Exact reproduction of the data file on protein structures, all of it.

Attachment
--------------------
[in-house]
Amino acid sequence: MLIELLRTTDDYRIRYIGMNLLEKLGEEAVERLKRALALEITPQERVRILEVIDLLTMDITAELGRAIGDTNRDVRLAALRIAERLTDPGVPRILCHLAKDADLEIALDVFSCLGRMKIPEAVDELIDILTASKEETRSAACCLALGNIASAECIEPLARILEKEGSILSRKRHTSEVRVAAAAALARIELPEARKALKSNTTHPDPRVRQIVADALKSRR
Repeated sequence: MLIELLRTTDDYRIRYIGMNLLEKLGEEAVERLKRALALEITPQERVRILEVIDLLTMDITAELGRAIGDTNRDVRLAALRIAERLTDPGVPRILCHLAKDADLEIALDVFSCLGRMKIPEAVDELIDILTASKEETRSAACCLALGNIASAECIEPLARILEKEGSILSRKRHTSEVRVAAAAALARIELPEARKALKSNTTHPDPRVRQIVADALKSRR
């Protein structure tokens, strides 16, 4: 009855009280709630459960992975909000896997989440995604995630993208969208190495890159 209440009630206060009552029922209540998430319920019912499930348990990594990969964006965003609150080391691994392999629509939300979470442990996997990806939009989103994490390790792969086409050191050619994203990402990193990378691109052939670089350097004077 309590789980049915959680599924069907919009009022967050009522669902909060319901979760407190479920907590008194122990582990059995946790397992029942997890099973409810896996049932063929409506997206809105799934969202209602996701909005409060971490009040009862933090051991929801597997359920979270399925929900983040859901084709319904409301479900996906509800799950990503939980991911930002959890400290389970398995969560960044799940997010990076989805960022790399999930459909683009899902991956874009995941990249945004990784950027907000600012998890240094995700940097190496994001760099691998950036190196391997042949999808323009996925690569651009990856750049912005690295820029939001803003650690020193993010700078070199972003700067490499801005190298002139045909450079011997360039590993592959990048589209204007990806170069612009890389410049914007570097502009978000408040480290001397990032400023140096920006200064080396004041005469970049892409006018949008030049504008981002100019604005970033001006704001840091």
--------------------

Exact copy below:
[in-house]
Amino acid sequence: MLIELLRTTDDYRIRYIGMNLLEKLGEEAVERLKRALALEITPQERVRILEVIDLLTMDITAELGRAIGDTNRDVRLAALRIAERLTDPGVPRILCHLAKDADLEIALDVFSCLGRMKIPEAVDELIDILTASKEETRSAACCLALGNIASAECIEPLARILEKEGSILSRKRHTSEVRVAAAAALARIELPEARKALKSNTTHPDPRVRQIVADALKSRR
Repeated sequence: MLIELLRTTDDYRIRYIGMNLLEKLGEEAVERLKRALALEITPQERVRILEVIDLLTMDITAELGRAIGDTNRDVRLAALRIAERLTDPGVPRILCHLAKDADLEIALDVFSCLGRMKIPEAVDELIDILTASKEETRSAACCLALGNIASAECIEPLARILEKEGSILSRKRHTSEVRVAAAAALARIELPEARKALKSNTTHPDPRVRQIVADALKSRR
């Protein structure tokens, strides 16, 4: 009855009280709630459960992975909000896997989440995604995630993208969208190495890159 209440009630206060009552029922209540998430319920019912499930348990990594990969964006965003609150080391691994392999629509939300979470442990996997990806939009989103994490390790792969086409050191050619994203990402990193990378691109052939670089350097004077 309590789980049915959680599924069907919009009022967050009522669902909060319901979760407190479920907590008194122990582990059995946790397992029942997890099973409810896996049932063929409506997206809105799934969202209602996701909005409060971490009040009862933090051991929801597997359920979270399925929900983040859901084709319904409301479900996906509800799950990503939980991911930002959890400290389970398995969560960044799940997010990076989805960022790399999930459909683009899902991956874009995941990249945004990784950027907000600012998890240094995700940097190496994001760099691998950036190196391997042949999808323009996925690569651009990856750049912005690295820029939001803003650690020193993010700078070199972003700067490499801005190298002139045909450079011997360039590993592959990048589209204007990806170069612009890389410049914007570097502009978000408040480290001397990032400023140096920006200064080396004041005469970049892409006018949008030049504008981002100019604005970033001006704001840091």